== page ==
Sunday, December 30, 2012

New Year's pomegranate

Since ancient times, the pomegranate has been a fruit full of symbolism in Greek culture. It is the fruit of birth, death and rebirth but also the fruit of fertility and good fortune.

In many Greek homes, when the New Year arrives, a single pomegranate fruit is tossed and broken at the entrance of the household and the more seeds that burst out of the fruit, the more luck and good fortune the members of the family will have in the New Year. In my family, I usually am the one who has the task of breaking the pomegranate—I am sort of the family's good luck charm—and I always enjoy doing it, it's really fun.

Pomegranates, no matter how symbolic they are in my culture, they're not usually incorporated in many Greek dishes. We simply don't cook with them often but we rather prefer to enjoy the seeds of the fruit in raw form.

I tend to use them in salads and to garnish various dishes, and I love making pomegranate molasses which I incorporate in marinades and savory spreads, but where I most enjoy the taste of the fruit, is in desserts. Its acidic and sweet flavor is unique and pairs beautifully with all sorts of other sweet flavors like vanilla and chocolate.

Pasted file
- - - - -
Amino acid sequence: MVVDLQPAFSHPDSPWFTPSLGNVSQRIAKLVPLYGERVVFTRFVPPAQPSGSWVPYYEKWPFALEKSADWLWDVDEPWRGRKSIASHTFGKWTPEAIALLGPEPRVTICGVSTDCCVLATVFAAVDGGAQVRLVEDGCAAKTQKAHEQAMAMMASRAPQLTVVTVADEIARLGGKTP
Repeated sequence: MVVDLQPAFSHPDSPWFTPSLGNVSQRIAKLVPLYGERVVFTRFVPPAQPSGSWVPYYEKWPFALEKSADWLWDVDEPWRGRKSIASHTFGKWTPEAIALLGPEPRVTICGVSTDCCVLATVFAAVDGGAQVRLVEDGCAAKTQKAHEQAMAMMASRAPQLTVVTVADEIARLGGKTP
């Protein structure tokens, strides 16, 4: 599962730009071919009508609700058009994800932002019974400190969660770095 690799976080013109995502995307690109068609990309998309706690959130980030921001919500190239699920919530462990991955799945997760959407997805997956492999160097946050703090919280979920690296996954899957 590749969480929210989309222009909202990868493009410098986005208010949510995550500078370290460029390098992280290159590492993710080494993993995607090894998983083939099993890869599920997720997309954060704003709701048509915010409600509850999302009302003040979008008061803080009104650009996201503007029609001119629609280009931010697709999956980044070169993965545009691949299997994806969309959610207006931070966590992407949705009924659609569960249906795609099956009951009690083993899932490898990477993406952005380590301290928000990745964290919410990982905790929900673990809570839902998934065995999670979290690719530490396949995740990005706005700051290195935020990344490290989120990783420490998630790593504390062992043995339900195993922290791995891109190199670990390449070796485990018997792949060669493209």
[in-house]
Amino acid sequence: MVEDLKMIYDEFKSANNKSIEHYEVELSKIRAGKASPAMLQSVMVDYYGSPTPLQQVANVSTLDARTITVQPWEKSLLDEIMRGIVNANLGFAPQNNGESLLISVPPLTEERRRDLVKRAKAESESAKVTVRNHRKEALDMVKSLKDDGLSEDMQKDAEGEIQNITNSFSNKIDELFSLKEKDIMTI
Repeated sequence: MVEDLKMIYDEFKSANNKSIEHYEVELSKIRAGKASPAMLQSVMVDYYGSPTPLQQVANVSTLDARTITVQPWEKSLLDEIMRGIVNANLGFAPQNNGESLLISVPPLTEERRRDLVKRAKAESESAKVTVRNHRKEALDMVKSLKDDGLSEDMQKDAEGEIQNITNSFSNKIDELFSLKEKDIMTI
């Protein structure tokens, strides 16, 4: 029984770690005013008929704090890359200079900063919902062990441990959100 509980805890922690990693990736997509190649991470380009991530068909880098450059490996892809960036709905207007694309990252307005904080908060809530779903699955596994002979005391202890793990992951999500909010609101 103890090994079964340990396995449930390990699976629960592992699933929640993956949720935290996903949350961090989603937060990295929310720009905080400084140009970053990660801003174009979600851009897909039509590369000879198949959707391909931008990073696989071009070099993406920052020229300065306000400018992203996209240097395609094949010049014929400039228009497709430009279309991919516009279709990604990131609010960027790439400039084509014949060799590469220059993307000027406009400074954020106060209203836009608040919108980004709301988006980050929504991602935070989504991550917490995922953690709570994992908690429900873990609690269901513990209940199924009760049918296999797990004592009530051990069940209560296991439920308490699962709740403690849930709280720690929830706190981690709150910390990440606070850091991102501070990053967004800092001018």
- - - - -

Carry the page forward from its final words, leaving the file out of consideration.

One of these ingredients, vanilla, is present in this dessert; a vanilla and coconut panna cotta with a pomegranate jelly. The coconut and vanilla is a classic combination that always works but the complementary taste of the pomegranate is what makes this dessert stunning.

The velvety texture of the panna cotta pairs perfectly with the smooth pomegranate jelly and the contrasting texture of the crunchy, fresh, ruby red seeds. It's an exotic, elegant, light dessert and a fitting choice to end a festive, New Year's meal.

I wish you all a healthy, happy New Year full of love and good fortune!!

Coconut and Vanilla Panna Cotta with Pomegranate Jelly

The best way for me to remove the seeds from the pomegranate easily and quickly is by cutting the fruit in half crosswise and whacking the heck out of it (the skin side) with a spoon over a large bowl. The seeds come flying out within seconds. Granted, it's a bit messy but if you do it over the sink, it's fine.

Yield: 8-10 large glasses or 18-20 small ones (vodka shot glasses)


for the panna cotta
500 ml coconut milk
500 ml cream, full-fat (35%)
230 g caster sugar